Saturday, June 2, 2012

Public and Private, Personal and Professional

I'm going to assume that everyone here knows the First Rule of Posting Stuff the Internet, which is that the last person you want to find a post will, eventually, find it. In accordance with this First Rule, I limit the topics I post about to things that I could explain to (a) my grandmother, (b) an employer, or (c) the police.

I got some criticism on Twitter about yesterday's post-- mostly questioning my understanding of the importance of first impressions, professionalism, and the public nature of the Internet.  Don't worry-- I get it!  Just to reiterate: in real life, first impressions count a lot, you must behave professionally at work, and everything on the Internet is public.  (Even that stuff you've got heavily locked down on Facebook, because all it takes is one friend.)

The reason I'm blogging is to try and sort out the bits of my life that I can't see clearly because I'm in the middle of living it.  I'm young and confused, and I want to make some sense out of what I'm experiencing.  The feedback I got yesterday helped me figure out what I was trying to pull out of the dream I had.

Here's the bit that I was trying to tease out yesterday and couldn't quite get: even if all of this information is publicly available on the Internet, I believe that there's a lot out there that employers* shouldn't use in making HR decisions.  Everything you post on the Internet is public, but much of it is personal, and even if employers can see it, it is still none of their business. Generally speaking, when we talk about personal, public things, we need to consider two continua: the public/private continuum and the personal/professional continuum.
Public professional things: working attire, accomplishments, interpersonal interactions.  Private professional things: compensation, HR file.  Public personal things: outfits you wear outside the house, causes you support, your family.  Personal private things: health information, anything in the bedroom.
In other words, things can be personal and public. It shouldn't impact the professional.
Specifically, my objection goes like this:

  1. Employers require that employees maintain a standard of professional conduct and productivity in the workplace.  This isn't the part that bothers me.
  2. Employers also require pre-employment background checks and ask questions about your hobbies. In an opaque hiring process, I don't know how much of a role my personal public life plays-- and this bothers me.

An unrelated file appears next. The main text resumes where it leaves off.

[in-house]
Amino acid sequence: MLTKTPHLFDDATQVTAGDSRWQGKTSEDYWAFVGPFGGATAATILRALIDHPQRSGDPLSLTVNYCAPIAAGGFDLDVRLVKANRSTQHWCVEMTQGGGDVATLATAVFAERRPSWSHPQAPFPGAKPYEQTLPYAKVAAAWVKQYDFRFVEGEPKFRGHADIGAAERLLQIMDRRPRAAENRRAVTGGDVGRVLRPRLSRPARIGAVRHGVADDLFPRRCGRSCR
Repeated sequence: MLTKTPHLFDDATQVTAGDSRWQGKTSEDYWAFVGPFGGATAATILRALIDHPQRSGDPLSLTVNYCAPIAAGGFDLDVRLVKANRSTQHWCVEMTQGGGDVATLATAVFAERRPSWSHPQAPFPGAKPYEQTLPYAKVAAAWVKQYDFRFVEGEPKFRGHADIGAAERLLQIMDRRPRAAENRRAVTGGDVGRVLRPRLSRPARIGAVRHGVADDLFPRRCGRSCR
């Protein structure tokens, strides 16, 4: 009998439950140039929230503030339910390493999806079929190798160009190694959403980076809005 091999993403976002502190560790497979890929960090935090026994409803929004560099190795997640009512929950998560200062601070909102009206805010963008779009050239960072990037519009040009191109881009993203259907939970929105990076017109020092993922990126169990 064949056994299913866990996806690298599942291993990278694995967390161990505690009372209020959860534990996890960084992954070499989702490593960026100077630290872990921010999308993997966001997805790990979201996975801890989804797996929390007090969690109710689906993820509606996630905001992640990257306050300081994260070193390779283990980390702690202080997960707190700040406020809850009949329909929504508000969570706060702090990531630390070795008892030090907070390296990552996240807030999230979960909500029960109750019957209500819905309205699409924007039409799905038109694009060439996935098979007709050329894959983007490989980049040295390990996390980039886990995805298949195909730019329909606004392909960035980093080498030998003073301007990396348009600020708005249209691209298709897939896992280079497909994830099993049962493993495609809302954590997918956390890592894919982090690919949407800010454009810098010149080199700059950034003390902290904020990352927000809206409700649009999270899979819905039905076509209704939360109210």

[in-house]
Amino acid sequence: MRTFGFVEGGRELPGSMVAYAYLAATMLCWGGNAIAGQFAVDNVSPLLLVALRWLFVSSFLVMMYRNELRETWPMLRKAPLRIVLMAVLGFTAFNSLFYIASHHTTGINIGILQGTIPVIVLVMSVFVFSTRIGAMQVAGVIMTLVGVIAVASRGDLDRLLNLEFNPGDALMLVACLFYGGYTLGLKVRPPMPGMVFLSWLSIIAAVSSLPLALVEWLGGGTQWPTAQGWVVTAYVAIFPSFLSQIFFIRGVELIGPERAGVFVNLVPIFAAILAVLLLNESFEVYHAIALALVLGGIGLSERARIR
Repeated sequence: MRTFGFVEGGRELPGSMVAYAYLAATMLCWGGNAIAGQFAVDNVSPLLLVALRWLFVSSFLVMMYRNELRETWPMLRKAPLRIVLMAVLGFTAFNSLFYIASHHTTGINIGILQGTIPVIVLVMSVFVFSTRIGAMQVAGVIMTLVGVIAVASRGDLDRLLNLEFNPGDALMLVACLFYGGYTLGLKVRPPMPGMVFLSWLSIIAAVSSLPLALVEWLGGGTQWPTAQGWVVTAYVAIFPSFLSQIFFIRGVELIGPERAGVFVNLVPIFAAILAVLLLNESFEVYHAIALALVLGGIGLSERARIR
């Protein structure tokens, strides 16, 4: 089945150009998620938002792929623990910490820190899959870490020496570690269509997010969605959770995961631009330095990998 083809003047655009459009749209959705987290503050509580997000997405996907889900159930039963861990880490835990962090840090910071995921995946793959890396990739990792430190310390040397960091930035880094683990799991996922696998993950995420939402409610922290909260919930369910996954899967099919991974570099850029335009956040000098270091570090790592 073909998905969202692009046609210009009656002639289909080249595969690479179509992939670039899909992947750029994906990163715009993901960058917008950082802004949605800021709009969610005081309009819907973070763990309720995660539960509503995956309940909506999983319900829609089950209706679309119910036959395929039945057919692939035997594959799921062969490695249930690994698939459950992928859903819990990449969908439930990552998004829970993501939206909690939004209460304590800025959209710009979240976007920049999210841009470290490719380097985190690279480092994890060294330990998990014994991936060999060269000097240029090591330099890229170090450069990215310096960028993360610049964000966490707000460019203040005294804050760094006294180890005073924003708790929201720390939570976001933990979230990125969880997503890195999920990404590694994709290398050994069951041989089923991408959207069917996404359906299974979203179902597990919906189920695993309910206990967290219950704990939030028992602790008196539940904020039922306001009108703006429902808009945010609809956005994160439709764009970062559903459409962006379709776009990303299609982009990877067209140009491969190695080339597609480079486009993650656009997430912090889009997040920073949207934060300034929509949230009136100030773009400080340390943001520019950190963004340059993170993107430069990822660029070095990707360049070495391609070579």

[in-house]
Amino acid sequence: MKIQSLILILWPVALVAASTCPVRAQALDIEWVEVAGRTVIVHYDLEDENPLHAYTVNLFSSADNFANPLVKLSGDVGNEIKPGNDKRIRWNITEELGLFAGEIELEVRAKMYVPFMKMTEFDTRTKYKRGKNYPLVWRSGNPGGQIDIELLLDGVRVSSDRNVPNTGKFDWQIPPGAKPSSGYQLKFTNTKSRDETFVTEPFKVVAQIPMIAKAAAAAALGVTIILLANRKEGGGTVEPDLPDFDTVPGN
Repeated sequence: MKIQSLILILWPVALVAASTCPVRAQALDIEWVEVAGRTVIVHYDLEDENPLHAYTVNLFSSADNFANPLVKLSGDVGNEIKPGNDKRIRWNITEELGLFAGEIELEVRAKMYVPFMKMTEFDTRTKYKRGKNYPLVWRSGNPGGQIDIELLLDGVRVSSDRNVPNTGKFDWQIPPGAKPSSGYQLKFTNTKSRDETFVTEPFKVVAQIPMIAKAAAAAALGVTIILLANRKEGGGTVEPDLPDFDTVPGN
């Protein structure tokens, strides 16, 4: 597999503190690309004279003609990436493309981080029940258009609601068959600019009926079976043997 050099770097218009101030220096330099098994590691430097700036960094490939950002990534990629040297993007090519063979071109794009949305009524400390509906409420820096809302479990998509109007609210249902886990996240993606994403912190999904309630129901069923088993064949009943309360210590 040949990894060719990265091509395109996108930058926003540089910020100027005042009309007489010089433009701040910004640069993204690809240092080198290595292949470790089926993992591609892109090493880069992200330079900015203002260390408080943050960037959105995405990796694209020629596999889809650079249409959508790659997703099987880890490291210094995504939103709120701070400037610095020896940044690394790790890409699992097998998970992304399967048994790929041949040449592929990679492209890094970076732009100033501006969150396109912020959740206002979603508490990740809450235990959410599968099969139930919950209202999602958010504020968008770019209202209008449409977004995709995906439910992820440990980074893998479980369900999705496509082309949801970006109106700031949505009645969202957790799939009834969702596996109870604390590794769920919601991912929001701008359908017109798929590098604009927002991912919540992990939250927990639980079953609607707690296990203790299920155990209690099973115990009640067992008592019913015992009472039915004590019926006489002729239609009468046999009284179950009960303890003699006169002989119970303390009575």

So, for me, my refusal to shave my hands represents my refusal to restrict the unprofessional activities I participate in during my own time but in a public space.  As long as I fulfill my professional responsibilities, an employer should not care whether I have six children or none at all. An employer shouldn't care whether I spend my weekends mentoring children or drinking alcohol.  An employer shouldn't care whether all my friends are industry professionals or meth dealers.**  Employers shouldn't care whether I shave my hands, as long as I do the work they pay me to do.

Some Objections (That Aren't Valid)

Some may point out that a company has a responsibility to screen employees to prevent PR liabilities, but if a person comports themselves with decorum during the interview process and during their professional career, it is my opinion that an employer should concern themselves more with whether or not an employee can add value to the company.

I also realize that employers do not have very many data points to inform their hiring process.  Adding irrelevant data points will not improve the quality of the hiring decisions.

Note: when I say "I think that X shouldn't Y", I do NOT mean "I think Y should be illegal".
*Grandmothers can care about your personal public life because they love you and want you to be happy. The police may care about your personal public life if you commit crimes.  I can't think of a reason why employers should care about your personal public life, unless you are using it to bad-mouth them.

**Important note: None of my friends are meth dealers.

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